Why a Pat of Butter is a Punch in the Gut

ID-100206122How easy it is to mindlessly put a pat butter on your bread. It seems so small. It seems so harmless. It can’t be that bad, can it?

Butter contains two of the sources of the bad kind of food you want to avoid – dietary cholesterol and saturated fat. In a typical pat of butter, about 1” square by 1/3” high, you ingest 2.6 grams of saturated fat and 11 grams of cholesterol. That still may not seem like a lot. But, it is nowhere near the 0 saturated fat, and 0 cholesterol goal we strive for in the “Prescription for Life” plan. When compared with its size and payoff, a pat of butter is really a punch in the gut.

Many say to substitute margarine for butter because margarine doesn’t contain dietary cholesterol. And they are half right, but still half wrong. Although margarine doesn’t have the dietary cholesterol butter contains, it has about the same amount of saturated fat as butter. Butter and margarine both fit into the “bad” picture. So quit putting either butter or margarine on your bread, vegetables, or potatoes.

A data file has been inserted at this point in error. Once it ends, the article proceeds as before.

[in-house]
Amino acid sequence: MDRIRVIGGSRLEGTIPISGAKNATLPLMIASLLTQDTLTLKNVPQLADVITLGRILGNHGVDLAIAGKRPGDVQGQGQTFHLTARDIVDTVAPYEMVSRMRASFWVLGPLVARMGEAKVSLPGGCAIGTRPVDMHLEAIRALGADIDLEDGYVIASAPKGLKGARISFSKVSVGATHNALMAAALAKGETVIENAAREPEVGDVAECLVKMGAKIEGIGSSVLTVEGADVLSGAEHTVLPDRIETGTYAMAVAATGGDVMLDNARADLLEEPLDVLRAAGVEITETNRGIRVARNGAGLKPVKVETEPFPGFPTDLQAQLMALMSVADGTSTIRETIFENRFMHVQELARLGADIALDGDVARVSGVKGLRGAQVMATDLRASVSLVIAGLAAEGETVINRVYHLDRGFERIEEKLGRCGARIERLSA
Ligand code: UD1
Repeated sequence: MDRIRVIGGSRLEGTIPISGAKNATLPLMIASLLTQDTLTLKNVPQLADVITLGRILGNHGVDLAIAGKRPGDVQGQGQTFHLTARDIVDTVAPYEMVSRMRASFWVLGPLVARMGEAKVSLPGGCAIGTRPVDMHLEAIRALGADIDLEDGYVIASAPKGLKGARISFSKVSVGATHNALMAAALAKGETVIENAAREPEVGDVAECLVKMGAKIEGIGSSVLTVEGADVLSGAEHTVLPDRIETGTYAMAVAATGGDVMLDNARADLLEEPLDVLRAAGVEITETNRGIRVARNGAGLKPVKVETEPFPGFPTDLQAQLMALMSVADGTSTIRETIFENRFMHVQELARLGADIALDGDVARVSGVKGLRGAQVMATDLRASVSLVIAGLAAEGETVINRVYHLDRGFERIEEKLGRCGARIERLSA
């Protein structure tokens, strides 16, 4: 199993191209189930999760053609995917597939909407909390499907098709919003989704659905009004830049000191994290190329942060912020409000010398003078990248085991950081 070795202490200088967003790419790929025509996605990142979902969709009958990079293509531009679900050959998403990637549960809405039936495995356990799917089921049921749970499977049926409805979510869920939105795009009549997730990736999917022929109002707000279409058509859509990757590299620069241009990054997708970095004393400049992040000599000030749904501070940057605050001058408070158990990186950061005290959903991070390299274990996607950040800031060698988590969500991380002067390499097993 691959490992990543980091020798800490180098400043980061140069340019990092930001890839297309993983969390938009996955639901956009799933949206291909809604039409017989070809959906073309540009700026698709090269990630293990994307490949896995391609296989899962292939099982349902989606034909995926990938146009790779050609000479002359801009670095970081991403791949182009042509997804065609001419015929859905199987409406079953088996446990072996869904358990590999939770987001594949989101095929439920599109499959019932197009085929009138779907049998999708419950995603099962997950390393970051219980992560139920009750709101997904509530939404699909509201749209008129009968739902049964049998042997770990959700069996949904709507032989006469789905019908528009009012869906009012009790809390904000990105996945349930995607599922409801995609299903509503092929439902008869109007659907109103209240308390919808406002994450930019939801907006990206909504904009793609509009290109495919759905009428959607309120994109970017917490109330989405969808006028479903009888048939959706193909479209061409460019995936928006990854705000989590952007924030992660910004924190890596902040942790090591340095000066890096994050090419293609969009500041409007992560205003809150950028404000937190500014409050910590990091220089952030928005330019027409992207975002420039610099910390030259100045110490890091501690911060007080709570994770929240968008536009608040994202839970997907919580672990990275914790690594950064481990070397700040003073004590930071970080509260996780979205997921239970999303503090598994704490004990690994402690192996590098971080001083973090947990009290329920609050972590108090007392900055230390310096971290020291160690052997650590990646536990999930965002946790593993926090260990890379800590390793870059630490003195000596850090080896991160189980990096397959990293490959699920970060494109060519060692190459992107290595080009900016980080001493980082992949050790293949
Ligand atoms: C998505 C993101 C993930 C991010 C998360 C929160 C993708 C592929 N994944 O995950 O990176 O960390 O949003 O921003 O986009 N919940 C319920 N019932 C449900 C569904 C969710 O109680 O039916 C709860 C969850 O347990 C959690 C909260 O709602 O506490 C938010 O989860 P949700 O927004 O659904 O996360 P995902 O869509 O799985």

Rather than butter or margarine, use substitutes like Benecol or Promise Activ light spreads. These are cholesterol-lowering spreads. Also, use olive oil and canola oil in cooking. They contain the good monounsaturated and polyunsaturated fats. If you want to put something on your bread or potato, put a light spritz of olive oil on it. You will begin to enjoy the natural flavors and earthiness of grains and vegetables when they are not literally saturated in saturated fat!





“Butter” photo courtesy of sommai at www.freedigitalphotos.net